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Dalteparin versus vitamin K antagonists for the prevention of recurrent venous thromboembolism in patients with cancer and renal impairment: a Canadian pharmacoeconomic analysis

Authors Dranitsaris G, Shane LG, Crowther M, Feugere G, Woodruff S

Received 2 November 2016

Accepted for publication 2 December 2016

Published 10 January 2017 Volume 2017:9 Pages 65—73

DOI https://doi.org/10.2147/CEOR.S126379

Checked for plagiarism Yes

Review by Single-blind

Peer reviewers approved by Dr Akshita Wason

Peer reviewer comments 2

Editor who approved publication: Professor Giorgio Lorenzo Colombo

George Dranitsaris,1 Lesley G Shane,2 Mark Crowther,3 Guillaume Feugere,4 Seth Woodruff2

1Health Economic and Outcomes Research, Augmentium Pharma Consulting Inc, Toronto, ON, Canada; 2Pfizer Inc, New York, NY, USA; 3McMaster University, Hamilton, ON, 4Pfizer Canada, Montreal, QC, Canada

Background: Patients with cancer are at increased risk of venous thromboembolism (VTE) and the risk is further elevated after a primary VTE. To reduce the risk of recurrent events, extended prophylaxis with vitamin K antagonists (VKA) is available for use. However, in a large randomized trial (Comparison of Low-Molecular-Weight Heparin versus Oral Anticoagulant Therapy for the Prevention of Recurrent Venous Thromboembolism in Patients with Cancer [CLOT]; Lee et al), extended duration dalteparin reduced the relative risk of recurrent VTE by 52% compared to VKA (p=0.002). A recent subgroup analysis of patients with moderate-to-severe renal impairment also revealed lower absolute VTE rates with dalteparin (3% vs. 17%; p=0.011). To measure the economic value of dalteparin as an alternative to VKA, a patient-level cost utility analysis was conducted from a Canadian perspective.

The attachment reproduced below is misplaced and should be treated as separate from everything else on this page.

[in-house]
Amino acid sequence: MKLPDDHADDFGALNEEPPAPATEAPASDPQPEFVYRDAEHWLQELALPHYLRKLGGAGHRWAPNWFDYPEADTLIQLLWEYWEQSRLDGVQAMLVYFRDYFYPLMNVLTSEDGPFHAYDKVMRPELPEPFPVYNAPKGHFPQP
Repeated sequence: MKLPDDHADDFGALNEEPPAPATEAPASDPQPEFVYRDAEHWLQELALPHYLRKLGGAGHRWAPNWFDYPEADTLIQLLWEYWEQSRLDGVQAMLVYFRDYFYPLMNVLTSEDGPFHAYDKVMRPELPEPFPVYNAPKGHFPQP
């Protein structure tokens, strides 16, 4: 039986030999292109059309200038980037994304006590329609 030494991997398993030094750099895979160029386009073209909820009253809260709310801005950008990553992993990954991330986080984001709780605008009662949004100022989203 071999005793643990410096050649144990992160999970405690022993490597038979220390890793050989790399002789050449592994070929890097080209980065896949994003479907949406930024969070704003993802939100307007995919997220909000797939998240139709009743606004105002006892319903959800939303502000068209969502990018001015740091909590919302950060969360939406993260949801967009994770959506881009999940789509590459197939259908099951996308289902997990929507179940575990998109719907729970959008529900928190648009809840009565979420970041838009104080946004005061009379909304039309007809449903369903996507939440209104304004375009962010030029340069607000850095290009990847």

Methods: Resource use data captured during the CLOT trial were extracted and linked to 2015 Canadian unit cost estimates. Health state utilities were then measured using the Time-Trade-Off technique in 24 randomly selected members of the general Canadian public to estimate the gains in quality-adjusted life years (QALYs).
Results:
For the entire CLOT trial population (n=676), the dalteparin group had significantly higher mean costs compared to the VKA group ($Can5,771 vs. $Can2,569; p<0.001). However, the utility assessment revealed that 21 of 24 respondents (88%) selected dalteparin over VKA, with an associated gain of 0.14 (95% confidence interval [CI]: 0.10–0.18) QALYs. When the incremental cost of dalteparin was combined with the QALY gain, dalteparin had a cost of $Can23,100 (95% CI: $Can19,200–$Can25,800) per QALY gained. The analysis in patients with renal impairment suggested even better economic value with the cost per QALY gained being <$14,000.
Conclusion: Extended duration dalteparin is a cost-effective alternative to VKA for the prevention of recurrent VTE in patients with cancer, especially in those with renal impairment.

Keywords: venous thromboembolism, cancer, recurrence, low-molecular-weight heparin, dalteparin, vitamin K antagonists

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